Our candidate is Green if she has worked closely with you and is a regular LinkedIn user. Award her bonus points if she actively recommends people on LinkedIn!
Our candidate is Amber if you’ve worked together, but he isn’t a LinkedIn regular. Let’s color everyone else, Red.
Review the Greens one more time and pick the Greenest five to ten candidates. Congrats, you now have your target respondent list ready!
You’ll notice we did something interesting here. We used Sukumar Rajgopal’s “Traffic Signal” model for change management. Sukumar is a two-time CIO award winner. He’s also featured as an example to emulate in BJ Fogg’s book, one of the best books on change management in the market today. Sukumar’s research has led him to believe that it’s best to address Greens first. Greens endorse what you do and can even champion the initiative. We then proceed to the Ambers and lastly qualify the Reds. This approach is against conventional wisdom, where we address the Reds (the toughest) ones first. The sad truth is that most Reds don’t convert. And where they succeed – the conversion (material and emotional) costs are just too high.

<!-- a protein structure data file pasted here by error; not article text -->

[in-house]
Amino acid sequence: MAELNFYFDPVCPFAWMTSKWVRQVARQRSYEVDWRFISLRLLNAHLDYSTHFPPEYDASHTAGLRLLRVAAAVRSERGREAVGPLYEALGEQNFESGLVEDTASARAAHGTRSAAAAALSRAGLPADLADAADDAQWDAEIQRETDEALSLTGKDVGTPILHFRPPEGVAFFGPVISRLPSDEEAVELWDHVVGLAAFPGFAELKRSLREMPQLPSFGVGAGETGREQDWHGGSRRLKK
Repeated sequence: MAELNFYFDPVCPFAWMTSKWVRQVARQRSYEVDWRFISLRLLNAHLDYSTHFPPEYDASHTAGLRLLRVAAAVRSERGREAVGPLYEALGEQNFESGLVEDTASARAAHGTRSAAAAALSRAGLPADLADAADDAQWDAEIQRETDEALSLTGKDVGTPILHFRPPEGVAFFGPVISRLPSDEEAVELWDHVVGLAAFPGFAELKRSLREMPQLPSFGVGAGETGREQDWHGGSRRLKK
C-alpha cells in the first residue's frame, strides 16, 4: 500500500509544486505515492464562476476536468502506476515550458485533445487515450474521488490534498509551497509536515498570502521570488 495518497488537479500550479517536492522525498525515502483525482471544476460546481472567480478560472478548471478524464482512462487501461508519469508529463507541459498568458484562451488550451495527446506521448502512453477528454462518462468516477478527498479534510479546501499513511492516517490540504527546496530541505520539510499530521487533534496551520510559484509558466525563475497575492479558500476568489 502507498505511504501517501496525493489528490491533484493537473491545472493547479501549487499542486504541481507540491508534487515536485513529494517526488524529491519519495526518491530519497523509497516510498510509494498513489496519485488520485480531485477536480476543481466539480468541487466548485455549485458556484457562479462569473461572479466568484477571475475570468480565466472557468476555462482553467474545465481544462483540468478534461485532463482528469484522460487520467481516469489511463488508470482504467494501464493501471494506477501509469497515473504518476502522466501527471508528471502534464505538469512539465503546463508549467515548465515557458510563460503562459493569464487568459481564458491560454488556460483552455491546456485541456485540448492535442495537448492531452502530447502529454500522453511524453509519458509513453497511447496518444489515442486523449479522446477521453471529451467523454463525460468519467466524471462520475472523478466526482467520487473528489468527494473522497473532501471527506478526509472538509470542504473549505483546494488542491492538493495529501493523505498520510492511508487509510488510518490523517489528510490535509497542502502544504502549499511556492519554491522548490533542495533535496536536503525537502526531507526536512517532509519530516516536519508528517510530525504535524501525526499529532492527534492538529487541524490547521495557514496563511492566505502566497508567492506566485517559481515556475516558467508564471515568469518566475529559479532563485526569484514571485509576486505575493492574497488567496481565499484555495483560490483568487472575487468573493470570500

Here is Sukumar talking about this model.
LinkedIn recommendations – get feedback data that matters!
We have done all the hard work. We are now ready to request recommendations. LinkedIn helps us by establishing context:
1. Your relationship with the person (senior/ supervisor, etc.)
2. The project where the two of you worked together
Let’s compliment our request with a personalized note and a call/email. Our audience must understand why we are requesting recommendations.
The personalized note is essential – we cannot ask for Feedback as an entitlement. Here’s Seth Godin, the marketing guru on why “Permission Marketing” is critical.
“It realizes that treating people with respect is the best way to earn their attention. Pay attention is a key phrase here, because permission marketers understand that when someone chooses to pay attention they are actually paying you with something precious. And there’s no way they can get their attention back if they change their mind. Attention becomes an important asset, something to be valued, not wasted.
People are busy. Do nudge them once or at the most twice. If they still don’t respond, downgrade them to Amber and knock them off the list! In a week, you’ll find authentic Feedback flowing into your LinkedIn mailbox.
Making sense of recommendations – give me my leader profile already!
OK, recommendations are now in the inbox. We soak in the glory of how awesome we are. We treat ourselves to ice cream or a beer or a filter coffee – whatever. Now what?